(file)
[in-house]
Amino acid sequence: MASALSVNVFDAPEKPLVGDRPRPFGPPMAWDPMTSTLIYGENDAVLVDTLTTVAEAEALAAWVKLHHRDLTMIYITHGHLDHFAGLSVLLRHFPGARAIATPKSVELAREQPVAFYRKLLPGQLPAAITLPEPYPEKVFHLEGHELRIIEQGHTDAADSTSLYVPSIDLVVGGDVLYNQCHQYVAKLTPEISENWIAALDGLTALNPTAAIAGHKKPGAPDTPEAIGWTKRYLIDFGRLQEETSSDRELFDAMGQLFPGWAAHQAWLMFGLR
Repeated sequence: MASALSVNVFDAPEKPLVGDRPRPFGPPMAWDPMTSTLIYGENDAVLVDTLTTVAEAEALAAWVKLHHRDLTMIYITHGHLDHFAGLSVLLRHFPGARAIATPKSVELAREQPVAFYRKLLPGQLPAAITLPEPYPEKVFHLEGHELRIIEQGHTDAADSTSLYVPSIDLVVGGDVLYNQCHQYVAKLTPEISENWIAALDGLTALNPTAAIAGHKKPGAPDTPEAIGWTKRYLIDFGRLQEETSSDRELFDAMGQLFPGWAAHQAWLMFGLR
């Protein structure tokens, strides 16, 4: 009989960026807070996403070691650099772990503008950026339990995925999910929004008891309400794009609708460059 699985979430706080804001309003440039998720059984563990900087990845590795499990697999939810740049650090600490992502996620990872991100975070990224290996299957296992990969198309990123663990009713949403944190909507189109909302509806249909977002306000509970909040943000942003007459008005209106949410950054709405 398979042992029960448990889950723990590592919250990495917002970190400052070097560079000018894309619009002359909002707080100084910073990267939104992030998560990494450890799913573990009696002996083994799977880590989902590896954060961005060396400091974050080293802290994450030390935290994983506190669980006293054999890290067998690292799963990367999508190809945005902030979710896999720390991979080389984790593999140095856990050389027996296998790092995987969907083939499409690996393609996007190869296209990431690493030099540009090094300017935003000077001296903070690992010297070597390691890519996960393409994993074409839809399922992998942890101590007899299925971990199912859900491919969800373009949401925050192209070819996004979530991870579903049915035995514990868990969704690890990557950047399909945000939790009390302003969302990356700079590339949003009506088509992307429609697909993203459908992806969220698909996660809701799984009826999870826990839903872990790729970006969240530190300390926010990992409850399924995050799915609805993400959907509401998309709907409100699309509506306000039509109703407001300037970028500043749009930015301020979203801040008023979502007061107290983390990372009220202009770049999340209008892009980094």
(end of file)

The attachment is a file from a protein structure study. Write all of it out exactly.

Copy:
[in-house]
Amino acid sequence: MASALSVNVFDAPEKPLVGDRPRPFGPPMAWDPMTSTLIYGENDAVLVDTLTTVAEAEALAAWVKLHHRDLTMIYITHGHLDHFAGLSVLLRHFPGARAIATPKSVELAREQPVAFYRKLLPGQLPAAITLPEPYPEKVFHLEGHELRIIEQGHTDAADSTSLYVPSIDLVVGGDVLYNQCHQYVAKLTPEISENWIAALDGLTALNPTAAIAGHKKPGAPDTPEAIGWTKRYLIDFGRLQEETSSDRELFDAMGQLFPGWAAHQAWLMFGLR
Repeated sequence: MASALSVNVFDAPEKPLVGDRPRPFGPPMAWDPMTSTLIYGENDAVLVDTLTTVAEAEALAAWVKLHHRDLTMIYITHGHLDHFAGLSVLLRHFPGARAIATPKSVELAREQPVAFYRKLLPGQLPAAITLPEPYPEKVFHLEGHELRIIEQGHTDAADSTSLYVPSIDLVVGGDVLYNQCHQYVAKLTPEISENWIAALDGLTALNPTAAIAGHKKPGAPDTPEAIGWTKRYLIDFGRLQEETSSDRELFDAMGQLFPGWAAHQAWLMFGLR
């Protein structure tokens, strides 16, 4: 009989960026807070996403070691650099772990503008950026339990995925999910929004008891309400794009609708460059 699985979430706080804001309003440039998720059984563990900087990845590795499990697999939810740049650090600490992502996620990872991100975070990224290996299957296992990969198309990123663990009713949403944190909507189109909302509806249909977002306000509970909040943000942003007459008005209106949410950054709405 398979042992029960448990889950723990590592919250990495917002970190400052070097560079000018894309619009002359909002707080100084910073990267939104992030998560990494450890799913573990009696002996083994799977880590989902590896954060961005060396400091974050080293802290994450030390935290994983506190669980006293054999890290067998690292799963990367999508190809945005902030979710896999720390991979080389984790593999140095856990050389027996296998790092995987969907083939499409690996393609996007190869296209990431690493030099540009090094300017935003000077001296903070690992010297070597390691890519996960393409994993074409839809399922992998942890101590007899299925971990199912859900491919969800373009949401925050192209070819996004979530991870579903049915035995514990868990969704690890990557950047399909945000939790009390302003969302990356700079590339949003009506088509992307429609697909993203459908992806969220698909996660809701799984009826999870826990839903872990790729970006969240530190300390926010990992409850399924995050799915609805993400959907509401998309709907409100699309509506306000039509109703407001300037970028500043749009930015301020979203801040008023979502007061107290983390990372009220202009770049999340209008892009980094």